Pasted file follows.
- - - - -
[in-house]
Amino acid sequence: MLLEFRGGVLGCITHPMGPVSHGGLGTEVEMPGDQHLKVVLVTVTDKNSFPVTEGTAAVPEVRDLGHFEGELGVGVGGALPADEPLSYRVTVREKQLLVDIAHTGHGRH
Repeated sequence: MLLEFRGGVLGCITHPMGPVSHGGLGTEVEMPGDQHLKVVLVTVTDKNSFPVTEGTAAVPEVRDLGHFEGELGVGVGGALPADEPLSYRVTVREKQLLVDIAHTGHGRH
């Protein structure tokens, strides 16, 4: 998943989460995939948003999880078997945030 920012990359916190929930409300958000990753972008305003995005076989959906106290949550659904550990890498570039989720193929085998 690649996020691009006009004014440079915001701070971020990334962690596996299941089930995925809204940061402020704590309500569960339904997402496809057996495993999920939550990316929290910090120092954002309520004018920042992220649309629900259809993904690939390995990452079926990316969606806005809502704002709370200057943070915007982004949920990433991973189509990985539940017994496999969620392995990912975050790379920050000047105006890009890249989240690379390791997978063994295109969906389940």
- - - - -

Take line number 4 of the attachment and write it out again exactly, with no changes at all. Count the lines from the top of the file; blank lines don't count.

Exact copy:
């Protein structure tokens, strides 16, 4: 998943989460995939948003999880078997945030 920012990359916190929930409300958000990753972008305003995005076989959906106290949550659904550990890498570039989720193929085998 690649996020691009006009004014440079915001701070971020990334962690596996299941089930995925809204940061402020704590309500569960339904997402496809057996495993999920939550990316929290910090120092954002309520004018920042992220649309629900259809993904690939390995990452079926990316969606806005809502704002709370200057943070915007982004949920990433991973189509990985539940017994496999969620392995990912975050790379920050000047105006890009890249989240690379390791997978063994295109969906389940």